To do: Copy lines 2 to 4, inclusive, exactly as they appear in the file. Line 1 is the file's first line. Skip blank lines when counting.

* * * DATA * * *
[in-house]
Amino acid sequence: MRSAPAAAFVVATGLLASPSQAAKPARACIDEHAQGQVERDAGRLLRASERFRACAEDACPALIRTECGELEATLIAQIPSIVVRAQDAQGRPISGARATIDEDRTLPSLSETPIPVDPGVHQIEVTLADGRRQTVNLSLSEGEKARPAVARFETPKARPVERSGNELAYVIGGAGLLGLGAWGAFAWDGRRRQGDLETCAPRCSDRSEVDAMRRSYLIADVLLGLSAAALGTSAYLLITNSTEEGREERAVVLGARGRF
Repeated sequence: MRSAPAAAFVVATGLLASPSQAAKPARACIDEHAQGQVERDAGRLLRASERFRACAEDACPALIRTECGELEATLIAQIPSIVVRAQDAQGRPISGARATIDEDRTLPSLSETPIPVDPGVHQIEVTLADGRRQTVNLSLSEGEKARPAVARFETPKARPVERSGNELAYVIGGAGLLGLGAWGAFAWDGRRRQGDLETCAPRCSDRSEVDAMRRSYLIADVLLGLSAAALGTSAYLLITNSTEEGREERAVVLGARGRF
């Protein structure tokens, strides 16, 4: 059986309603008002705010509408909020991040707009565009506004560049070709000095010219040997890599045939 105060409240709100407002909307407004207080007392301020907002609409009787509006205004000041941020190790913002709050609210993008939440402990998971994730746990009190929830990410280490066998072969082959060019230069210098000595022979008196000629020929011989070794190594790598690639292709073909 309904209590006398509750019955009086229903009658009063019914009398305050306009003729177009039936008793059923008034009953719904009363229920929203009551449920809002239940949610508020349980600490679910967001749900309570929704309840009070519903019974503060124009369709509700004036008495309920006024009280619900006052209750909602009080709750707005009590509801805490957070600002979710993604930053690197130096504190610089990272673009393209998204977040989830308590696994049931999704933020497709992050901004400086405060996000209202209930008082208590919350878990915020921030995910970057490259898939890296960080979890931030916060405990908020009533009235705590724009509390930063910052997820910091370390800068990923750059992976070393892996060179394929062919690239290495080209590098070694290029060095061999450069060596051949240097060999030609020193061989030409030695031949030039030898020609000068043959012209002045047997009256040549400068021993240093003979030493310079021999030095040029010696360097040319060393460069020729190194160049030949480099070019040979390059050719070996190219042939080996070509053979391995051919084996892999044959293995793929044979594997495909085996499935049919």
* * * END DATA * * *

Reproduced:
Amino acid sequence: MRSAPAAAFVVATGLLASPSQAAKPARACIDEHAQGQVERDAGRLLRASERFRACAEDACPALIRTECGELEATLIAQIPSIVVRAQDAQGRPISGARATIDEDRTLPSLSETPIPVDPGVHQIEVTLADGRRQTVNLSLSEGEKARPAVARFETPKARPVERSGNELAYVIGGAGLLGLGAWGAFAWDGRRRQGDLETCAPRCSDRSEVDAMRRSYLIADVLLGLSAAALGTSAYLLITNSTEEGREERAVVLGARGRF
Repeated sequence: MRSAPAAAFVVATGLLASPSQAAKPARACIDEHAQGQVERDAGRLLRASERFRACAEDACPALIRTECGELEATLIAQIPSIVVRAQDAQGRPISGARATIDEDRTLPSLSETPIPVDPGVHQIEVTLADGRRQTVNLSLSEGEKARPAVARFETPKARPVERSGNELAYVIGGAGLLGLGAWGAFAWDGRRRQGDLETCAPRCSDRSEVDAMRRSYLIADVLLGLSAAALGTSAYLLITNSTEEGREERAVVLGARGRF
């Protein structure tokens, strides 16, 4: 059986309603008002705010509408909020991040707009565009506004560049070709000095010219040997890599045939 105060409240709100407002909307407004207080007392301020907002609409009787509006205004000041941020190790913002709050609210993008939440402990998971994730746990009190929830990410280490066998072969082959060019230069210098000595022979008196000629020929011989070794190594790598690639292709073909 309904209590006398509750019955009086229903009658009063019914009398305050306009003729177009039936008793059923008034009953719904009363229920929203009551449920809002239940949610508020349980600490679910967001749900309570929704309840009070519903019974503060124009369709509700004036008495309920006024009280619900006052209750909602009080709750707005009590509801805490957070600002979710993604930053690197130096504190610089990272673009393209998204977040989830308590696994049931999704933020497709992050901004400086405060996000209202209930008082208590919350878990915020921030995910970057490259898939890296960080979890931030916060405990908020009533009235705590724009509390930063910052997820910091370390800068990923750059992976070393892996060179394929062919690239290495080209590098070694290029060095061999450069060596051949240097060999030609020193061989030409030695031949030039030898020609000068043959012209002045047997009256040549400068021993240093003979030493310079021999030095040029010696360097040319060393460069020729190194160049030949480099070019040979390059050719070996190219042939080996070509053979391995051919084996892999044959293995793929044979594997495909085996499935049919």